The Vatican has issued an unprecedented rebuke of a top cardinal who had accused the retired Vatican second-in-command of blocking clerical sex abuse investigations.
The silencing of Cardinal Christoph Schoenborn, the archbishop of Vienna and long considered a papal contender, drew heated criticism from clerical abuse victims.
They said the Vatican should be honouring Cardinal Schoenborn, not publicly humiliating him, for his calls for greater transparency and demands for a crackdown on priests who abuse children.
The cardinal has also called for an open discussion of priestly celibacy; views that the Vatican said he "clarified" during an audience with the pope.
As it admonished Schoenborn, the Vatican appeared caught on the defensive on two other fronts in the ongoing sex abuse scandal: it remained locked in a diplomatic tiff with Belgium over the brazen raid on church offices last week, during which police detained bishops and even opened a crypt in search of church abuse documents. And it bristled at the US Supreme Court decision to let a sex abuse lawsuit in Oregon naming the Holy See go ahead.
Schoenborn had accused the former Vatican secretary of state, Cardinal Angelo Sodano, in April of blocking a church investigation into the late Austrian Cardinal Hans Hermann Groer, who was accused by victims in 1995 of abusing boys at a seminary a scandal that rocked the Austrian church and cost Groer his job.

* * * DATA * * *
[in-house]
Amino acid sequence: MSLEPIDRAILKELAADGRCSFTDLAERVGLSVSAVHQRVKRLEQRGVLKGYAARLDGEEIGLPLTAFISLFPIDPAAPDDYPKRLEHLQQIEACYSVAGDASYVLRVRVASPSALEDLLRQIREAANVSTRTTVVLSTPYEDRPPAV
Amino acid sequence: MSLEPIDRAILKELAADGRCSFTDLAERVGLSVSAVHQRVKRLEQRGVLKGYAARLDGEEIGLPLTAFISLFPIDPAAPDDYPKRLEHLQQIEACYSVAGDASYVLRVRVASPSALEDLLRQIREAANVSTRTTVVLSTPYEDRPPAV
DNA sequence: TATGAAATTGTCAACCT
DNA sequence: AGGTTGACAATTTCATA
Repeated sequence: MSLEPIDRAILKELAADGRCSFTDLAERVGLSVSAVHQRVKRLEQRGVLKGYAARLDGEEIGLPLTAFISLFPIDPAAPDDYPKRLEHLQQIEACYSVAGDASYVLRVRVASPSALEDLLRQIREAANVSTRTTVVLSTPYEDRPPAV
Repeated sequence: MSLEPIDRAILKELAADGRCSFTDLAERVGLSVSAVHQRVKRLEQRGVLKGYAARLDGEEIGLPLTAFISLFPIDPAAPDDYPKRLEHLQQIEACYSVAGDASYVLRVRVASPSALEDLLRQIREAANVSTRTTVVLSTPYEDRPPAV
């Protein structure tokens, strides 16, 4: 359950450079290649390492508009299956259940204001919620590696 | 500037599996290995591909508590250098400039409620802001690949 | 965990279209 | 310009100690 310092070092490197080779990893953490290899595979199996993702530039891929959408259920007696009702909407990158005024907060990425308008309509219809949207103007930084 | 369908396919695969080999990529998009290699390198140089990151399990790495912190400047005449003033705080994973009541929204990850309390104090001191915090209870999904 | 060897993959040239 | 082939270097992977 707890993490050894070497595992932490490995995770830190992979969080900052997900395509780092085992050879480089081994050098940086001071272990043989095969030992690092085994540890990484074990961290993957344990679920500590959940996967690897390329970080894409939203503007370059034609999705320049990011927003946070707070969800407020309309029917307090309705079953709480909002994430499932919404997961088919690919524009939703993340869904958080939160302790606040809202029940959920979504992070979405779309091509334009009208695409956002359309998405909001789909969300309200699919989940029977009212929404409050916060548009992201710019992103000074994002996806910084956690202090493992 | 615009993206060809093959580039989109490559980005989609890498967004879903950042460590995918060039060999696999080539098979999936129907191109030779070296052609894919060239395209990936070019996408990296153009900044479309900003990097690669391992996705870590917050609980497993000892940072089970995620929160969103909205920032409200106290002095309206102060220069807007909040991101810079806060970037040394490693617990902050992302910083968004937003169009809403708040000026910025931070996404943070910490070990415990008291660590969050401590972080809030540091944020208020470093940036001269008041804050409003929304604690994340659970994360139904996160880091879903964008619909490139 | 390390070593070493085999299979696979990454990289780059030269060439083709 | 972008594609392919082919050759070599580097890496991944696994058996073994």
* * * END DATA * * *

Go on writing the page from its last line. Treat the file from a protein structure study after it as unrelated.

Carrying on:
Schoenborn also accused Sodano of causing "massive harm" to victims when he dismissed claims of clerical abuse as "petty gossip" on Easter Sunday.
The Vatican said only the pope can level such accusations against a cardinal, not another fellow prince of the church. And it sought to clarify the "petty gossip" comment, noting that the pope himself had used the same phrase a week earlier, referring to the need to have "courage to not be intimidated by the petty gossip of dominant opinions".
The phrase, and Sodano's repetition of it, had sparked widespread criticism that the Vatican simply did not appreciate the significance of the clerical abuse scandal. It suggested the pope himself and his collaborators believed the hundreds of reports that were flooding in of children being molested by priests, and the ensuing questions about the Vatican's handling of such cases, were mere gossip, not serious crimes.
The Vatican said that interpretation was "erroneous," although it didn't explain what the pontiff or Sodano meant by the phrase. The Vatican said both men felt compassion for victims and condemnation for those behind the abuse.